Each student in an essay group must fill in the peer assessment form. This will be used for identifying free-riders. Free-riding results in getting zero from the essay. Not all members of the essay group will necessarily get the same grade. There can be a maximum of 3 points (out of 10) difference between any two group members based on the peer review; i.e. other than in case of free-riding.
Your group will write one essay based on one of the articles available on Canvas.
You must submit 2 things via Canvas:
essay is submitted as a group.
- Each participant of an essay group must submit a separate "Peer review form" assignment (confidential) also through Canvas. Not submitting the peer review form is equivalent to not submitting the essay. Do not show your review form to ANYONE.
Writing the Essay
Below, the term
"essay" refers to the report to be written by the students in groups. The term
"paper" refers to the literature piece that is studied before writing the essay.
length of the essay
must be 4 pages - A4 regular single column page setup with reasonable margins, font
Times New Roman 11pt.
structure of the essay must be as follows:
- Abstract. A brief summary of the issues
in the essay (that you write). The abstract should be 100-150 words long.
It must summarize what “the essay” contains (and not what the paper contains), including purpose, scope and some
very short conclusions. This is the preview of your essay to the reader.
- Introduction. A description of the of the
literature piece (the paper that you read) and the problem being addressed
there. Relate those to the topics
in the course, e.g. by explicitly indicating related pages in the book, slide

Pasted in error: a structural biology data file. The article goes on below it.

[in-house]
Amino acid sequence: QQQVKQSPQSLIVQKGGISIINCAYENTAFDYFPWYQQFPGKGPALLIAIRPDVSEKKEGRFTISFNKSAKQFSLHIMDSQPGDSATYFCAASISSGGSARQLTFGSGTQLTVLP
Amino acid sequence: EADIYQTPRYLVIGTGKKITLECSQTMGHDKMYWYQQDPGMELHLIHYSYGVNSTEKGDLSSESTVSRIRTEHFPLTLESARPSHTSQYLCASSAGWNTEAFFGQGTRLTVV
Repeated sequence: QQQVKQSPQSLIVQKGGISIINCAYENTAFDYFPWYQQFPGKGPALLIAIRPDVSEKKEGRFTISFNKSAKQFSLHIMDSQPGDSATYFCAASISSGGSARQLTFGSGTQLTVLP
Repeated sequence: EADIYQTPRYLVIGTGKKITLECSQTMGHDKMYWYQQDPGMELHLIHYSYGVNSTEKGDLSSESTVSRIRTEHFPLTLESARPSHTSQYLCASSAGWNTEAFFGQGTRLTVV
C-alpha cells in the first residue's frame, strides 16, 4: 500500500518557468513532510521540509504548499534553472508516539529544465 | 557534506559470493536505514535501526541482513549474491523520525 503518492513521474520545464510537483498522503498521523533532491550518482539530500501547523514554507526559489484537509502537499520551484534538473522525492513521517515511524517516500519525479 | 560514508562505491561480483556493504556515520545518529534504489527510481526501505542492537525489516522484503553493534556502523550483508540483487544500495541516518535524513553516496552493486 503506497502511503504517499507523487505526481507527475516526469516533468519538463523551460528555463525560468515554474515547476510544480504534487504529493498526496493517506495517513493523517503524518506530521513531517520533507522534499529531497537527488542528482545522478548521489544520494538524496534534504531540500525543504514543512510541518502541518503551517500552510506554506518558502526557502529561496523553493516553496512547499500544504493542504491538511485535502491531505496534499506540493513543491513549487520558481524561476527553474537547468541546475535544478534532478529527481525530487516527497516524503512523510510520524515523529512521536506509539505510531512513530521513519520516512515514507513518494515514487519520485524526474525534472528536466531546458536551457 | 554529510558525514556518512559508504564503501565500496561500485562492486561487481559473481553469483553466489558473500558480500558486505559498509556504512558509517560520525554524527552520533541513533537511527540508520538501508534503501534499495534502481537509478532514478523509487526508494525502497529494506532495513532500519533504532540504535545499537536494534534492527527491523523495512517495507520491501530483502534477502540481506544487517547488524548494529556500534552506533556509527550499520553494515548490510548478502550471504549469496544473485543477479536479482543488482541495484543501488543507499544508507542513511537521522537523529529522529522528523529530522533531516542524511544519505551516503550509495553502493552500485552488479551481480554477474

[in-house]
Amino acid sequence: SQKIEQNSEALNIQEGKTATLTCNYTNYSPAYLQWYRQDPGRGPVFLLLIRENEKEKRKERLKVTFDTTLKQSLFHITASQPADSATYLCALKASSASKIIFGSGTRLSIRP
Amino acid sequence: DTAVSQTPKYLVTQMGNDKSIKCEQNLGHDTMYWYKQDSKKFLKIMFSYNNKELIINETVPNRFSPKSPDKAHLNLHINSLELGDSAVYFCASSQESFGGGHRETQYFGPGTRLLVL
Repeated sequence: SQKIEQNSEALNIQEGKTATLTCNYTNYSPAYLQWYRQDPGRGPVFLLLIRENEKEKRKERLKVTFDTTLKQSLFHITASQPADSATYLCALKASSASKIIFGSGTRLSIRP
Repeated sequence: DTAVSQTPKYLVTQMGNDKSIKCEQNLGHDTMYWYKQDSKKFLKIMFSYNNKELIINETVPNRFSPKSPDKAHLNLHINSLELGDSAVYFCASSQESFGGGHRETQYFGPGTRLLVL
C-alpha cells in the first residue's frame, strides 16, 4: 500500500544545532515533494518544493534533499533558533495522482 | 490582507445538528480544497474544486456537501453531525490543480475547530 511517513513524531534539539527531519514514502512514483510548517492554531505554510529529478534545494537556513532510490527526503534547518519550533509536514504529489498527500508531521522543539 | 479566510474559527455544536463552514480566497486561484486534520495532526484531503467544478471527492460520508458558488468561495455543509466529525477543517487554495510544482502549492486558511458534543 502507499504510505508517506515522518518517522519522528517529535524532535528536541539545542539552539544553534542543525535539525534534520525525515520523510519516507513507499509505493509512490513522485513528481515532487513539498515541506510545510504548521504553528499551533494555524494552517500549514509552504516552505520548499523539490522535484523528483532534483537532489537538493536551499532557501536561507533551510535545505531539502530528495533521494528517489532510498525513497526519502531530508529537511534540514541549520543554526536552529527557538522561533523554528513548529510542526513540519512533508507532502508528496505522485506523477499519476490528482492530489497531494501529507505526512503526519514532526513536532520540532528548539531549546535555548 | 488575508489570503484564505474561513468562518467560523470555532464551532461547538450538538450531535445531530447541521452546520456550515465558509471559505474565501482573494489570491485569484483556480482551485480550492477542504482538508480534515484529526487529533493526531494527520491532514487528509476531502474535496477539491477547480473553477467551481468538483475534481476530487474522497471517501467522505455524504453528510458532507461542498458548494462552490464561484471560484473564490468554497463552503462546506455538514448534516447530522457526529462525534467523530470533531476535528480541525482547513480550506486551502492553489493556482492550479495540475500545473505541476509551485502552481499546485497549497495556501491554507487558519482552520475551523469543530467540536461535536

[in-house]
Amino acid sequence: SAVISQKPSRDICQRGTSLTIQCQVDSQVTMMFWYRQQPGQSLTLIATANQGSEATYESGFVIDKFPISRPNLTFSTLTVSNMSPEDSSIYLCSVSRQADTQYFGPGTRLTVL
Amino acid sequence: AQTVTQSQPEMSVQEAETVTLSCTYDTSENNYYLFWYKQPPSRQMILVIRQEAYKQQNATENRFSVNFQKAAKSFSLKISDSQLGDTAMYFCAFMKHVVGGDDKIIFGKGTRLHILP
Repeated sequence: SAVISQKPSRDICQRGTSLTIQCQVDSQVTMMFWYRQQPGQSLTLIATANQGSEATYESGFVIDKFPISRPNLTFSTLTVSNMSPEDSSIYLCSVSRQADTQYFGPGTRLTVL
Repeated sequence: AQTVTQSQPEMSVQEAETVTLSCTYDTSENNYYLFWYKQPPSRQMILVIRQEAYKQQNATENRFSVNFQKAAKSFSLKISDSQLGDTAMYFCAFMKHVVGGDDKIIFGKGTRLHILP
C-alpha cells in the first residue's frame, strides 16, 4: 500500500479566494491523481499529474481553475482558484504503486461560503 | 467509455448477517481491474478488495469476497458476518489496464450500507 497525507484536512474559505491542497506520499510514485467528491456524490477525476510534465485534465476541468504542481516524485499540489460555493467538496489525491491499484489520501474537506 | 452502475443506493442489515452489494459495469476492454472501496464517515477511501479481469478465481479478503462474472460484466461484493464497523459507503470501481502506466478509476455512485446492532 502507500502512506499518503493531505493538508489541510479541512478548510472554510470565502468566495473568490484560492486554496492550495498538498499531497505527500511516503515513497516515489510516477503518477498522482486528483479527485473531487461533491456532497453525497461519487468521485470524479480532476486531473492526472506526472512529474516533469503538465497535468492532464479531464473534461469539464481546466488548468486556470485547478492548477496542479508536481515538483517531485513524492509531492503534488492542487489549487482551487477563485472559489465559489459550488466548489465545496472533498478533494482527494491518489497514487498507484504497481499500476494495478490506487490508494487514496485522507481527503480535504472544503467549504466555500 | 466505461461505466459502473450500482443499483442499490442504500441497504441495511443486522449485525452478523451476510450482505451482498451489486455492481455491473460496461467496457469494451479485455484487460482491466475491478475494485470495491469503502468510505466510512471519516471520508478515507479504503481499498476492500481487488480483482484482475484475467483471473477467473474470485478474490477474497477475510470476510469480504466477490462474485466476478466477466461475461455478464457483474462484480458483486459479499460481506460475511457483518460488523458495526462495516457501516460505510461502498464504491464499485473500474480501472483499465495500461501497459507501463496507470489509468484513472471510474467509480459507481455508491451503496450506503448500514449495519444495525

numbers from the course slides or other supplementary reading material
provided by the lecturers.
- A couple of main sections. What are the main ideas and results of the
paper that you read.
These are the things that you will discuss/criticize/praise in the next
- Discussion. Pros and cons of the work done
in the paper,
things you learned. Relate it also with the things you learned in the
course, e.g. whether the presented work has been of much actual use,
whether it was superseded by the later developments etc. This will especially be taken
into account for the assessment.
- Conclusions. Your group's own opinion on the
analyzed material and the judgment of the paper. Be critical. How would you
improve it if you were the author/researcher? This will especially be
taken into account for the assessment.
(Discussion + Conclusions
minimum 1.5 pages A4)
Frequently asked questions and answers:
- What should our essay show? -- Your essay is NOT a summary of the paper that you read (except for a part of the Introduction section and the main sections). Summary should be kept short. Instead, show YOUR knowledge
and understanding of what is explained by analyzing and relating it to the stuff you learned in the course. Weak discussion and weak conclusion will certainly lead to a low score.
- Is it ok if we submit an essay that is longer than 4 pages? -- No. If your essay is too long, then you are probably repeating stuff or not paying attention to what the essay is about. Students do that often because they are trying to summarize the paper that they read. That's not the goal. (The page limitation does not apply to the list of references: Only your list of references is allowed to overflow to the 5th page.) A extra cover page is ok if you feel like having one (just the title, authors and student names, IDs -- so not really any content), but we are not specifically asking for it. Not having a cover page will NOT lead to loss of points.
- What should go into discussion and conclusions? -- This is where you should focus on showing your own knowledge, your own comments, your own discussion, your own recommendations. Some students just repeat the discussion and the conclusion of the paper that they read. That's not good and will lead to low score.
- What is the difference between discussion and conclusions? -- Discussion includes objective arguments on the paper, its results (e.g. x is shown to be less than c and therefore y, but this other reference [R] improves x (x>c) and therefore z). On the other hand, conclusion gives your group's educated view/position/opinion on those (e.g. are the results intuitive? why? why not? what x>c means for the domain, for an application, for the future, in comparison to the literature, course contents etc etc. what would be an alternative?).